He stretched briefly but the warning bell rang not long after Abdul left, and he toweled himself off quickly before making his way to the ring. The man waiting for him was unfathomably huge; at least six-foot-six with muscles nearly as thick as Aladdin’s torso. His opponent loomed over him as they faced off in the center of the ring, but Aladdin extended his hand out for the traditional handshake. Clasping Aladdin’s forearm with a hand that could crush his skull, his opponent appraised him with a jeering chortle. He said, “This should be over soon, street rat.”
Aladdin didn’t argue – trash talk had never been something he was good at; he’d long ago discovered it best to keep his tongue still and return the mockery by winning the fight.
The announcer screamed over the intercom, barely audible still over the ruckus of the club, “Round One; Maahir versus Ali.”
The bell sounded and Maahir lunged for him; but Aladdin was fast – that was his secret weapon against monsters of Maahir’s size and power. They never expected the speed because it was a trait they could not master, and so they overlooked the smaller adversary as a worthy opponent and made their first mistake – lunging.
Side stepping, Aladdin brought his kneecap up to collide with Maahir’s broad chest; hard enough that the crack of breaking bone wasn’t just satisfying, it was devastating. Maahir couldn’t breathe; he sucked air into his lungs in panicked, uncontrolled gasps, but very little made it all the way in.
Aladdin followed it up with a solid punch to the jaw and Maahir stumbled backward, his vision blacked out with the force of the blow. Aladdin looked small, but he contained a raw, sinewy power beneath his taught flesh and sharp features. There was something virile and uncontainable pulsating within him – and he let it out only when he was in the ring. Maahir’s eyes widened as Aladdin stepped in for the final strike, and Aladdin wondered if this was the first time Maahir had been bested in the ring. There was a virgin fear flickering behind the man’s brown eyes.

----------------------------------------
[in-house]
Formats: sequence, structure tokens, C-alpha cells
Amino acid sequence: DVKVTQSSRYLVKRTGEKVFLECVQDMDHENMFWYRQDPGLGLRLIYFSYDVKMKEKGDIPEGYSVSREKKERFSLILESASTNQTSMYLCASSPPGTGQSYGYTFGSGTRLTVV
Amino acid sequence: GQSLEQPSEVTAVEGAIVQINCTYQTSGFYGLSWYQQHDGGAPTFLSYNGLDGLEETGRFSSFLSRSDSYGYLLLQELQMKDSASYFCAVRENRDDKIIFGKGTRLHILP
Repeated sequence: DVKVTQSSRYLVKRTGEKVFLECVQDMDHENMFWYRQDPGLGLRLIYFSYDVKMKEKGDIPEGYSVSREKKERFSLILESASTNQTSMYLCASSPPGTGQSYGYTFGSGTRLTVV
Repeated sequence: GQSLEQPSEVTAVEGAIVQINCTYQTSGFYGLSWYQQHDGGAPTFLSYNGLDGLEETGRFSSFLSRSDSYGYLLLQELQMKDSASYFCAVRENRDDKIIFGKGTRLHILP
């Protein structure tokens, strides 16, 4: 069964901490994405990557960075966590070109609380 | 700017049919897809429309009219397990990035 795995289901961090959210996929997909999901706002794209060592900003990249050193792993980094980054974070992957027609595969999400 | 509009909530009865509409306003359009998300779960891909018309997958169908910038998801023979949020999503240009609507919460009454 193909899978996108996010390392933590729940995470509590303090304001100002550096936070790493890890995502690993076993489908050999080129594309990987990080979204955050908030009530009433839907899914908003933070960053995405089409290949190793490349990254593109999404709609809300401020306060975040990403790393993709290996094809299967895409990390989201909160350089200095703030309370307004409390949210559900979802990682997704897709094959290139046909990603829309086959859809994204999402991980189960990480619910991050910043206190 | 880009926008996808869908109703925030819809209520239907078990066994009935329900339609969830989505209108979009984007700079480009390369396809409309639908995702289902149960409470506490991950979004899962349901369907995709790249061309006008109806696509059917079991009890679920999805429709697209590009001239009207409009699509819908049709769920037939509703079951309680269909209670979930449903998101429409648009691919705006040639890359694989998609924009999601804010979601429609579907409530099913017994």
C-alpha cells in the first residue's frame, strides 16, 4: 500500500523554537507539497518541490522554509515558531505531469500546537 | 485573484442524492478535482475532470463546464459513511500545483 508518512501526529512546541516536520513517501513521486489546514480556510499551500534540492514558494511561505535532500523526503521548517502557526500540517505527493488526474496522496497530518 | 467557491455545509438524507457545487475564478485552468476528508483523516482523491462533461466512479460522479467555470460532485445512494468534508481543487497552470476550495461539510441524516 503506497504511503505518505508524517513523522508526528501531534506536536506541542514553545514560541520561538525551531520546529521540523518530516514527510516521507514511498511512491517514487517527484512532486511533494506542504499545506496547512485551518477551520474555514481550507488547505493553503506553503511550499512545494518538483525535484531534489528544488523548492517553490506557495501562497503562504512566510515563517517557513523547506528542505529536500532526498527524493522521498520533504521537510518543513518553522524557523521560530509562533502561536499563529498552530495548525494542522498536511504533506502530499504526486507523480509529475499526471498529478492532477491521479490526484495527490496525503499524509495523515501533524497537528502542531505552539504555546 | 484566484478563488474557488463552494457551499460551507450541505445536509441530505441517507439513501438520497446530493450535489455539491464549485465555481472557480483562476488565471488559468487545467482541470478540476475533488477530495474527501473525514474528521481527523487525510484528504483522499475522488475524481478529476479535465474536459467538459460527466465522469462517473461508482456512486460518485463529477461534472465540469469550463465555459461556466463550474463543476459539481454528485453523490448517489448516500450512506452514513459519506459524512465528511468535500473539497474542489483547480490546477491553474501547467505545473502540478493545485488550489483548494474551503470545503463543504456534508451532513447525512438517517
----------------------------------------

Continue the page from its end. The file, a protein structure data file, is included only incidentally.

Aladdin pivoted on one heel and landed a violent kick to Maahir’s chest as he rose, foolishly; the blow sent him flying back into the unforgiving arms of the crowd.
The bell sounded as Maahir lost consciousness.
Aladdin stepped out of the ring and made his way back to the locker room. He toweled off for the second time and threw the towel into the dirty rags bin across the room. The locker door swung open. Abdul walked in with a smirk on his lips, and Aladdin wondered what he’d managed to trick someone into, briefly, before deciding it was better if he simply did not know.
Abdul quirked an eyebrow at Aladdin as he removed his jacket from the locker. “Where are you going, street rat?”
Aladdin froze. Was it possible that he had been the one Abdul got something over on? “Home,” Aladdin said, hoping his gut was wrong.
“Not just yet, you’re not,” Abdul said, a tisk-tisk following his scolding statement.
“What’s that supposed to mean?”
“You took a slot that was in the competition. You have six more fights before you can collect your winnings.”
Aladdin threw his jacket back into the locker and slammed it shut. The entire row shook with the impact. “You son of a b*tch!”
Abdul offered him a smile that dripped with hubris, and Aladdin resisted the urge to beat him to a bloody pulp and leave him in the locker room.
But he was hungry, and if he wanted to eat, he needed the money.
Six fights, he told himself.
If they were all as easy as Maahir, he’d be done within an hour.